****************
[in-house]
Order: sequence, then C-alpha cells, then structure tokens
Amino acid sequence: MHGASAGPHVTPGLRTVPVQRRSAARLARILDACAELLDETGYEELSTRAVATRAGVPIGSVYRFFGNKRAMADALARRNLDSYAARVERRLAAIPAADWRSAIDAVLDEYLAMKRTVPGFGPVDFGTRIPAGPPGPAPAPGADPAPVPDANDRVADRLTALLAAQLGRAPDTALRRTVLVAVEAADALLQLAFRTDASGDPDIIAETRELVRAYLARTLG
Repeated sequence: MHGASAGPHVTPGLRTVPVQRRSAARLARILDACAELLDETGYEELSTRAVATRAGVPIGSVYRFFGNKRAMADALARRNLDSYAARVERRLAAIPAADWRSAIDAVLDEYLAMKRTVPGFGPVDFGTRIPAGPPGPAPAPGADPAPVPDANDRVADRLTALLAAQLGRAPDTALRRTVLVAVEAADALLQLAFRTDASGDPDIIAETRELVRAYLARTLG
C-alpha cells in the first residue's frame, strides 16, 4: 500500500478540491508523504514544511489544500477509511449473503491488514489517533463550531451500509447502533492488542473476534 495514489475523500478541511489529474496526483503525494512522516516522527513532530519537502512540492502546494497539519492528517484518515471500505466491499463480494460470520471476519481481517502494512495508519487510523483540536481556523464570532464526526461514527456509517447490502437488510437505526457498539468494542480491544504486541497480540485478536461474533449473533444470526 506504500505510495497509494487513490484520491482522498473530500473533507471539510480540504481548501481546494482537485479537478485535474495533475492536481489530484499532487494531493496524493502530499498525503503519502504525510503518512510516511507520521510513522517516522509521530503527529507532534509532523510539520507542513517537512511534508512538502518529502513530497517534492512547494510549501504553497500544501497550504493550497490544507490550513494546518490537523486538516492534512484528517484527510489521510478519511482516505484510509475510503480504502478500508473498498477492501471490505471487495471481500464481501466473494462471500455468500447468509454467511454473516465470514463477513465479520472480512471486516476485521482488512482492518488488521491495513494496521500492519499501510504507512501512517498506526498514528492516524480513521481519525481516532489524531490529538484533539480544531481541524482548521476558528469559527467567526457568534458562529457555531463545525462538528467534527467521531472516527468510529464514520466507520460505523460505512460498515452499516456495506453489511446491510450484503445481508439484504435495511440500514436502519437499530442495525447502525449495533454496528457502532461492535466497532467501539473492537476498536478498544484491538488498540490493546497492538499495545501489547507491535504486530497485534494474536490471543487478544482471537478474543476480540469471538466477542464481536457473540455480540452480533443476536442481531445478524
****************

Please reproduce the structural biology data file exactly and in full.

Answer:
[in-house]
Order: sequence, then C-alpha cells, then structure tokens
Amino acid sequence: MHGASAGPHVTPGLRTVPVQRRSAARLARILDACAELLDETGYEELSTRAVATRAGVPIGSVYRFFGNKRAMADALARRNLDSYAARVERRLAAIPAADWRSAIDAVLDEYLAMKRTVPGFGPVDFGTRIPAGPPGPAPAPGADPAPVPDANDRVADRLTALLAAQLGRAPDTALRRTVLVAVEAADALLQLAFRTDASGDPDIIAETRELVRAYLARTLG
Repeated sequence: MHGASAGPHVTPGLRTVPVQRRSAARLARILDACAELLDETGYEELSTRAVATRAGVPIGSVYRFFGNKRAMADALARRNLDSYAARVERRLAAIPAADWRSAIDAVLDEYLAMKRTVPGFGPVDFGTRIPAGPPGPAPAPGADPAPVPDANDRVADRLTALLAAQLGRAPDTALRRTVLVAVEAADALLQLAFRTDASGDPDIIAETRELVRAYLARTLG
C-alpha cells in the first residue's frame, strides 16, 4: 500500500478540491508523504514544511489544500477509511449473503491488514489517533463550531451500509447502533492488542473476534 495514489475523500478541511489529474496526483503525494512522516516522527513532530519537502512540492502546494497539519492528517484518515471500505466491499463480494460470520471476519481481517502494512495508519487510523483540536481556523464570532464526526461514527456509517447490502437488510437505526457498539468494542480491544504486541497480540485478536461474533449473533444470526 506504500505510495497509494487513490484520491482522498473530500473533507471539510480540504481548501481546494482537485479537478485535474495533475492536481489530484499532487494531493496524493502530499498525503503519502504525510503518512510516511507520521510513522517516522509521530503527529507532534509532523510539520507542513517537512511534508512538502518529502513530497517534492512547494510549501504553497500544501497550504493550497490544507490550513494546518490537523486538516492534512484528517484527510489521510478519511482516505484510509475510503480504502478500508473498498477492501471490505471487495471481500464481501466473494462471500455468500447468509454467511454473516465470514463477513465479520472480512471486516476485521482488512482492518488488521491495513494496521500492519499501510504507512501512517498506526498514528492516524480513521481519525481516532489524531490529538484533539480544531481541524482548521476558528469559527467567526457568534458562529457555531463545525462538528467534527467521531472516527468510529464514520466507520460505523460505512460498515452499516456495506453489511446491510450484503445481508439484504435495511440500514436502519437499530442495525447502525449495533454496528457502532461492535466497532467501539473492537476498536478498544484491538488498540490493546497492538499495545501489547507491535504486530497485534494474536490471543487478544482471537478474543476480540469471538466477542464481536457473540455480540452480533443476536442481531445478524